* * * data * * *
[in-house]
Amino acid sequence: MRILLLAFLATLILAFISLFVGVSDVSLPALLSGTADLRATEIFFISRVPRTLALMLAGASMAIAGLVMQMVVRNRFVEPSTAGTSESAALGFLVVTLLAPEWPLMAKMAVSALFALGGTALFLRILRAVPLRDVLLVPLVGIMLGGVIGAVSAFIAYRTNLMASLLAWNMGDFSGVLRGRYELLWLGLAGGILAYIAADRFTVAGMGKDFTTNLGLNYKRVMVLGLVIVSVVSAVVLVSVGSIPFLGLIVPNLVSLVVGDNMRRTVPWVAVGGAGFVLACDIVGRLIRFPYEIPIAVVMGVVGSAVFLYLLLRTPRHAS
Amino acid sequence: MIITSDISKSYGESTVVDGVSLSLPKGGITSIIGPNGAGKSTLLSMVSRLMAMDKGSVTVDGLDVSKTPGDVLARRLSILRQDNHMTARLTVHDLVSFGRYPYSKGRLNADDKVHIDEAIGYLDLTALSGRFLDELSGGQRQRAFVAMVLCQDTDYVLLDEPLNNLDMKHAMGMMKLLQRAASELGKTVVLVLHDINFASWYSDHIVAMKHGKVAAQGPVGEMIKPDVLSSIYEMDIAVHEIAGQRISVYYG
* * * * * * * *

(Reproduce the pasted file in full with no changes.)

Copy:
[in-house]
Amino acid sequence: MRILLLAFLATLILAFISLFVGVSDVSLPALLSGTADLRATEIFFISRVPRTLALMLAGASMAIAGLVMQMVVRNRFVEPSTAGTSESAALGFLVVTLLAPEWPLMAKMAVSALFALGGTALFLRILRAVPLRDVLLVPLVGIMLGGVIGAVSAFIAYRTNLMASLLAWNMGDFSGVLRGRYELLWLGLAGGILAYIAADRFTVAGMGKDFTTNLGLNYKRVMVLGLVIVSVVSAVVLVSVGSIPFLGLIVPNLVSLVVGDNMRRTVPWVAVGGAGFVLACDIVGRLIRFPYEIPIAVVMGVVGSAVFLYLLLRTPRHAS
Amino acid sequence: MIITSDISKSYGESTVVDGVSLSLPKGGITSIIGPNGAGKSTLLSMVSRLMAMDKGSVTVDGLDVSKTPGDVLARRLSILRQDNHMTARLTVHDLVSFGRYPYSKGRLNADDKVHIDEAIGYLDLTALSGRFLDELSGGQRQRAFVAMVLCQDTDYVLLDEPLNNLDMKHAMGMMKLLQRAASELGKTVVLVLHDINFASWYSDHIVAMKHGKVAAQGPVGEMIKPDVLSSIYEMDIAVHEIAGQRISVYYG